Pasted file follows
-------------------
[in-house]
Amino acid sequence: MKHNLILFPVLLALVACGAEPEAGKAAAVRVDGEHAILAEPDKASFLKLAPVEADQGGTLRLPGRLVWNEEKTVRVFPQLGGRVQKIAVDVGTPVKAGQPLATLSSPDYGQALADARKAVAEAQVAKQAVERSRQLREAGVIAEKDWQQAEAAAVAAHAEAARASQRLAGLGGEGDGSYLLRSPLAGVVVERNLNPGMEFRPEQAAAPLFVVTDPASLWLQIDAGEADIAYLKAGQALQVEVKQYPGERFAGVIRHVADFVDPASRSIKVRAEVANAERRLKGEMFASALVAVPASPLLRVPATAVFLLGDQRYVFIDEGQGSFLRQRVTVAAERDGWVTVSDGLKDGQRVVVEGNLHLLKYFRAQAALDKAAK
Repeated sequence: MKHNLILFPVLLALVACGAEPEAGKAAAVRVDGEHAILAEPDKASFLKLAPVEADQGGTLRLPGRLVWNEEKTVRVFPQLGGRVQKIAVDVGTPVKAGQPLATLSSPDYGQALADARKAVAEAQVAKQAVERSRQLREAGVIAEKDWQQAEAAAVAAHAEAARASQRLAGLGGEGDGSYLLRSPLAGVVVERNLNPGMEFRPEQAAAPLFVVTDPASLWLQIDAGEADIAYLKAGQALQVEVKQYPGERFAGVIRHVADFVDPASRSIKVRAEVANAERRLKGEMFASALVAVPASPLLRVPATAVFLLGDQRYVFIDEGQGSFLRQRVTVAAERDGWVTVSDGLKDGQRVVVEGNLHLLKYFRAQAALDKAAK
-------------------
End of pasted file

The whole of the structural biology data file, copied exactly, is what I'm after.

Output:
[in-house]
Amino acid sequence: MKHNLILFPVLLALVACGAEPEAGKAAAVRVDGEHAILAEPDKASFLKLAPVEADQGGTLRLPGRLVWNEEKTVRVFPQLGGRVQKIAVDVGTPVKAGQPLATLSSPDYGQALADARKAVAEAQVAKQAVERSRQLREAGVIAEKDWQQAEAAAVAAHAEAARASQRLAGLGGEGDGSYLLRSPLAGVVVERNLNPGMEFRPEQAAAPLFVVTDPASLWLQIDAGEADIAYLKAGQALQVEVKQYPGERFAGVIRHVADFVDPASRSIKVRAEVANAERRLKGEMFASALVAVPASPLLRVPATAVFLLGDQRYVFIDEGQGSFLRQRVTVAAERDGWVTVSDGLKDGQRVVVEGNLHLLKYFRAQAALDKAAK
Repeated sequence: MKHNLILFPVLLALVACGAEPEAGKAAAVRVDGEHAILAEPDKASFLKLAPVEADQGGTLRLPGRLVWNEEKTVRVFPQLGGRVQKIAVDVGTPVKAGQPLATLSSPDYGQALADARKAVAEAQVAKQAVERSRQLREAGVIAEKDWQQAEAAAVAAHAEAARASQRLAGLGGEGDGSYLLRSPLAGVVVERNLNPGMEFRPEQAAAPLFVVTDPASLWLQIDAGEADIAYLKAGQALQVEVKQYPGERFAGVIRHVADFVDPASRSIKVRAEVANAERRLKGEMFASALVAVPASPLLRVPATAVFLLGDQRYVFIDEGQGSFLRQRVTVAAERDGWVTVSDGLKDGQRVVVEGNLHLLKYFRAQAALDKAAK